Onions – Which Type of Onion Should You Use?

Different onions have different uses. What is the difference between types of onion? Bulb onions, like red, white, sweet, and yellow onions are similar, but have their own individual traits. All onions can be eaten raw, or cooked, but some are better suited for specific culinary uses.

Yellow Onions:

Strongest flavor
Great for soups, stews, roasting, and sauces
Best for long cooking times.
Most popular onion (more than 80% of onions grown are yellow onions…so often economically the best buy)
High in sulphur and sugar content, so best for caramelizing
Also called brown onion

Sweet Onions:

Strong flavor
Great for roasting dishes, frying (onion rings!)
Are generally named for the region they are grown.
Examples include the Vidalia, the Walla Walla, and Bermuda onion.
They are high in sugar, but contain less sulphur than yellow onion.
Good for caramelizing and cooking.
They have a high water content and a relatively shorter shelf-life.
To extend the onion, wrap in a paper towel and store in the refrigerator

Red Onion:

Milder flavor
Best onion for raw applications
Excellent for slicing thin and adding to salads or sandwiches
Great for pickling
Best for Grilling
Lower sugar and sulphur makes them poor for caramelizing

White Onion:

Strong flavor
Great for cooking, and raw uses
Thinner onion layers, crisp
Favored onion for salsas, chutneys, guacamole, and most Latin recipes
Best pizza topping

types of onions

What is the difference in white, yellow, red, and sweet onions?

When buying, choose an onion that is firm, and heavy for its size. Avoid ones that are bruised or showing signs of mold. Store in a well ventilated, dry, cool area. Do not store onions with potatoes–this will reduce their shelf-life. Sweet onion is highest in water content and will spoil more quickly than dryer onions; to extend life, wrap a sweet onion in a paper towel and store in the fridge.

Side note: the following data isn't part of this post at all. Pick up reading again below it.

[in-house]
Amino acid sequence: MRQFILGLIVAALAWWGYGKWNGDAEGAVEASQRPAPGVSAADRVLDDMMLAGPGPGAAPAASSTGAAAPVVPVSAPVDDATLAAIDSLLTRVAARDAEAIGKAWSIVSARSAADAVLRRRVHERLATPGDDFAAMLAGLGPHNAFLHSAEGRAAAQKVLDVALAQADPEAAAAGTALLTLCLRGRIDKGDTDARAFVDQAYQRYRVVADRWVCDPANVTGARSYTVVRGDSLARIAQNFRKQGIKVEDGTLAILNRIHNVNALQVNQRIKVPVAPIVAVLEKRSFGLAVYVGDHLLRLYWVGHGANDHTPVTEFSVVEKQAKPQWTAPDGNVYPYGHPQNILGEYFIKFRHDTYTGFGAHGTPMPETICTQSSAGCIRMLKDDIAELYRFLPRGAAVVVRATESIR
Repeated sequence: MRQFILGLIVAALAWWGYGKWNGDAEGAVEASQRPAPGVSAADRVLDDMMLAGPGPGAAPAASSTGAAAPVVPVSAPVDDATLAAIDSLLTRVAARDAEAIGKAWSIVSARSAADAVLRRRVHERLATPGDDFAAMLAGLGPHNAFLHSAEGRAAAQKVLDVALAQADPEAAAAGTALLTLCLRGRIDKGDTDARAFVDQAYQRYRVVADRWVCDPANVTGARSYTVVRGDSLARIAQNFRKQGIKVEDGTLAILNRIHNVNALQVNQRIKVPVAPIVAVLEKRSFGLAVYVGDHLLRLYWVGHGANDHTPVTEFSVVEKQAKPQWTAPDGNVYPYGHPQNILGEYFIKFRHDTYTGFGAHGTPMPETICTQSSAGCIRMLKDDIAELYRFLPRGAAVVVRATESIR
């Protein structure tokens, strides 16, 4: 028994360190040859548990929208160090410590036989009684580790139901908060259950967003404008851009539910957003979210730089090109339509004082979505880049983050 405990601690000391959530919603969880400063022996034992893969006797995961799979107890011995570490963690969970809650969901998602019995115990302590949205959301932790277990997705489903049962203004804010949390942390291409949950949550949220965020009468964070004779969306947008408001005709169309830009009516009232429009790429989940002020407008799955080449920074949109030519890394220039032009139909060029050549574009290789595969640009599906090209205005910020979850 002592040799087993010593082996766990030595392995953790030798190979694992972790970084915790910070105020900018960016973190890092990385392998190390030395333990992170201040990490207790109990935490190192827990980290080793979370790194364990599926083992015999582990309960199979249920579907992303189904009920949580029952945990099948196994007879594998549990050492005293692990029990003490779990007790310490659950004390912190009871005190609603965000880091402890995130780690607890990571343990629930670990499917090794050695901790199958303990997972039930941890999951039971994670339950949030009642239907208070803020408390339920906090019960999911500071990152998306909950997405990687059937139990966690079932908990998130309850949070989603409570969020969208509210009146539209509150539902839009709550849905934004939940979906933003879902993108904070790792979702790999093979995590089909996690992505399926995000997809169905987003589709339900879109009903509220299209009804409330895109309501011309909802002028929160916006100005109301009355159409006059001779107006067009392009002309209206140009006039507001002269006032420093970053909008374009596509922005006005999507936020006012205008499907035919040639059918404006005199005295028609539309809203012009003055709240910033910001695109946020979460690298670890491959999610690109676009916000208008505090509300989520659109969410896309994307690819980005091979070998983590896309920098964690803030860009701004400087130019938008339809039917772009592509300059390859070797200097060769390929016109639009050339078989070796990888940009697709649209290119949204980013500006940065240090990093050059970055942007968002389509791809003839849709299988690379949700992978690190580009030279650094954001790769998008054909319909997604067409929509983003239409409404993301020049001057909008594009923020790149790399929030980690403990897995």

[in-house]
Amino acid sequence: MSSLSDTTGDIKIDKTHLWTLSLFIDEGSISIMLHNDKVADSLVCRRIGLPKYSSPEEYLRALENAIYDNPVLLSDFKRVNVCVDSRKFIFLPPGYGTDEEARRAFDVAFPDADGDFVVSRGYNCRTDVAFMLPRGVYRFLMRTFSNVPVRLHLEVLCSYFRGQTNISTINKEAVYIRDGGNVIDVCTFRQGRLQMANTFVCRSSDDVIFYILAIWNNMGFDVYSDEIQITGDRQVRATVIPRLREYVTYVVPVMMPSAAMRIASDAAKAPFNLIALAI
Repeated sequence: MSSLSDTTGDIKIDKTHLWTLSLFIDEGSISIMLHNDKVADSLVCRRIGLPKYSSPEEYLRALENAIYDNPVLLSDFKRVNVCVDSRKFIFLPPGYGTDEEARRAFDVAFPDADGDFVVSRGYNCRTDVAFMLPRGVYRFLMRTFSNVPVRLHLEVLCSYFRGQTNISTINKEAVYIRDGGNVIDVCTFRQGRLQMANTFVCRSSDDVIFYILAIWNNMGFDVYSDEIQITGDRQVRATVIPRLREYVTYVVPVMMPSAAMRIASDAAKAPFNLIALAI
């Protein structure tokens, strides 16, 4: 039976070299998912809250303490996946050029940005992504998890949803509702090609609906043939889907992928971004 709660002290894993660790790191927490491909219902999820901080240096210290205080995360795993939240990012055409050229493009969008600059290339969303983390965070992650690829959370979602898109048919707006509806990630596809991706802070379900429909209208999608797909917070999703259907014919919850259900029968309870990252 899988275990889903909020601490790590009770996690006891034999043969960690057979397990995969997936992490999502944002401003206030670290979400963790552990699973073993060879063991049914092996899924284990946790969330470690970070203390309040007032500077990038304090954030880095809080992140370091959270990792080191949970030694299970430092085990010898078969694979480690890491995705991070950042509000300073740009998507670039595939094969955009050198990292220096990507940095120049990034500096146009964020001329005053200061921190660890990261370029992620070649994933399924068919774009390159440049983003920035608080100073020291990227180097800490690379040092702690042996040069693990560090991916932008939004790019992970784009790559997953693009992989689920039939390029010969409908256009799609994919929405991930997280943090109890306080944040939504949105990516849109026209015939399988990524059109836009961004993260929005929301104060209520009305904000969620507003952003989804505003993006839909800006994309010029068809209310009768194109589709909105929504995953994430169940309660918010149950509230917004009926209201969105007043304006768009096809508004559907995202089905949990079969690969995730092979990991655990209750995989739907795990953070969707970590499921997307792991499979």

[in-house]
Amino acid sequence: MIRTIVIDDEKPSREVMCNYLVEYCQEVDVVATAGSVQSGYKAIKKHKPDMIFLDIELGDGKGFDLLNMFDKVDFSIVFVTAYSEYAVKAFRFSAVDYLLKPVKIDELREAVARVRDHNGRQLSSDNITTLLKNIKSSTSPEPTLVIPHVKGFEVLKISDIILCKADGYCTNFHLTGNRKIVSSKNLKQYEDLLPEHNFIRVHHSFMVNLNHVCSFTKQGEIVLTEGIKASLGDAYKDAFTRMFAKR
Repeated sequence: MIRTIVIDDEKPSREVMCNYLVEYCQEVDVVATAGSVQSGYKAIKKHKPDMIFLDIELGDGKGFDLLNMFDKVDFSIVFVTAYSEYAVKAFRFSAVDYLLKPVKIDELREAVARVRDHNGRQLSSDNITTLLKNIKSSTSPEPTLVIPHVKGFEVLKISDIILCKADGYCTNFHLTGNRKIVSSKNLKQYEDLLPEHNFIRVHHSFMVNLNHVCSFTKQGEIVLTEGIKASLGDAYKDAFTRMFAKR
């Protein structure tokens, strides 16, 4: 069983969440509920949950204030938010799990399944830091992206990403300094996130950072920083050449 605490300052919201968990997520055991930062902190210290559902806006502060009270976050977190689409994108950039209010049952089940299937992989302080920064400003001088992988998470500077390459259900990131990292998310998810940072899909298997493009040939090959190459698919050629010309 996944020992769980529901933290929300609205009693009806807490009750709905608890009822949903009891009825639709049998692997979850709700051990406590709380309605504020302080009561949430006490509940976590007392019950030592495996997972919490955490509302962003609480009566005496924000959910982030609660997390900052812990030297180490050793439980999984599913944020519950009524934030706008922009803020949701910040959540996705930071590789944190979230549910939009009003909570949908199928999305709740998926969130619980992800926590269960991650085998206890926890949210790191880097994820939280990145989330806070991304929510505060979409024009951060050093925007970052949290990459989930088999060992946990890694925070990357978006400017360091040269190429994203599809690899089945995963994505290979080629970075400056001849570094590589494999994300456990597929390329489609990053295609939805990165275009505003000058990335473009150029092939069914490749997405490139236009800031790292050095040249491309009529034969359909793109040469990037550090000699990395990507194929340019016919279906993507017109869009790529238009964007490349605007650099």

Cut onions when you are ready to use them. Onion flavor intensifies quickly after being cut, and once cut, can become overly strong over a short period (old onions!–blech!)

Nutritionally, onions are awesome. They provide vitamin C and valuable nutrients, are high in fiber, lower the risk of some cancers, promote heart health, and act as an anti-inflammatory. The greatest concentration of nutrition is in the outer layer of the onion, so peel away as little of the onion as possible when using–why waste it?

Here’s one of my favorite ways to use onion! Check out this Pork Tenderloin Recipe with onion.

pork tenderloin

pork tenderloin dinner


Comments

Onions – Which Type of Onion Should You Use? — 2 Comments

  1. Chef Buck: Thanks for the onion video. From an old army chef: First cut off the root end, then the other end. Cut around the onion, maybe an eight of an inch. Remove dry leaves. Then from the root end, always the root end, take your slices. Works double plus good.

  2. I’ve always preferred purple onions on sandwiches, raw, and in salads, but I’ve always wondered which was best for cooking and so on. Thank you for this very informative video, as well as for the chuckles. Loved it! 🙂

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